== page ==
Tesla also envisioned a way to send electricity through the air and through the Earth so that electrical power would be available everywhere, even in remote corners of the planet. This technology, which was only understood by Tesla himself, was incorporated in another famous experiment in 1908, where Tesla attempted to remotely light up the sky over the North Pole as a way of demonstrating this wireless power transmission technology to the world. At the time, Admiral Peary was leading an expedition to the Arctic and Tesla hoped that Peary would report on the phenomenon when he returned.
Many believe that Tesla’s experiment that evening caused the world’s largest man made explosion in the remote Siberian village of Tungusta. Read more about that HERE.
If Tesla’s power beam really did accidentally cause the Tungusta explosion, then we witnessed the first experimental use of the same weapon system has been developed by the US Department of Defense in Alaska’s remote Poker Flats area, just North of Fairbanks. (See HAARP: A weapon of Total Destruction.) Although the capacity for destruction in Tesla’s primitive prototype (some estimate equal to a large hydrogen bomb) was huge, this new military system is almost surely many magnitudes greater. Also, many similar systems have been deployed in a dozen specific locations around the globe — presumably to be operated together for some undisclosed purpose. One can only hope that this new technology will be used for a peaceful purpose and that it will bring the respect for Tesla that has so far eluded him.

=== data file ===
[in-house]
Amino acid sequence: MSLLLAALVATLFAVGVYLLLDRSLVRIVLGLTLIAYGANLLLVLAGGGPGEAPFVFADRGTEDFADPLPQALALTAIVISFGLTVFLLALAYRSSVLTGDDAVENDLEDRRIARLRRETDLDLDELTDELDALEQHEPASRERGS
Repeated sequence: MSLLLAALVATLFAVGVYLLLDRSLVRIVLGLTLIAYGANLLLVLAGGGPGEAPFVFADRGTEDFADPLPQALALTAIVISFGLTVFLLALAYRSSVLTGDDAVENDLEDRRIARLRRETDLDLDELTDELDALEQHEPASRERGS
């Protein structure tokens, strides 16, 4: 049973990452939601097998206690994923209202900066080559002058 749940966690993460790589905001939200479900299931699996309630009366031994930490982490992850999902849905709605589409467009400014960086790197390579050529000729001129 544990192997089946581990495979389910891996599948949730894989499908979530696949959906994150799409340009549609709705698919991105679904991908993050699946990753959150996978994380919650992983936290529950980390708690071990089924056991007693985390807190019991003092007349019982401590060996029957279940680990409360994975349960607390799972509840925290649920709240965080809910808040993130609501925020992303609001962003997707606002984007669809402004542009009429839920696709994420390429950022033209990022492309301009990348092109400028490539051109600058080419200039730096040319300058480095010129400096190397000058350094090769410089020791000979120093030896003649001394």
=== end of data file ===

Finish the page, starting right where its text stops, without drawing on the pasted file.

Alternating Current vs. Direct Current
All the principles of generating electricity had been worked out in the 19th Century, but by its end these had only just begun to produce electricity on a large scale. The 20th Century has witnessed a colossal expansion of electrical power generation and distribution. The general pattern has been toward ever-larger units of production, using steam from coal- or oil-fired boilers. Economies of scale and the greater physical efficiency achieved as higher steam temperatures and pressures were attained both reinforced this tendency. U.S. experience indicates the trend: in the first decade of the century a generating unit with a capacity of 25,000 kilowatts with pressures up to 200-300 pounds per square inch at 400º-500º F (about 200º-265º C) was considered large, but by 1930 the largest unit was 208,000 kilowatts, with pressures of 1,200 pounds per square inch at a temperature of 725º F, while the amount of fuel necessary to produce a kilowatt-hour of electricity and the price to the consumer had fallen dramatically.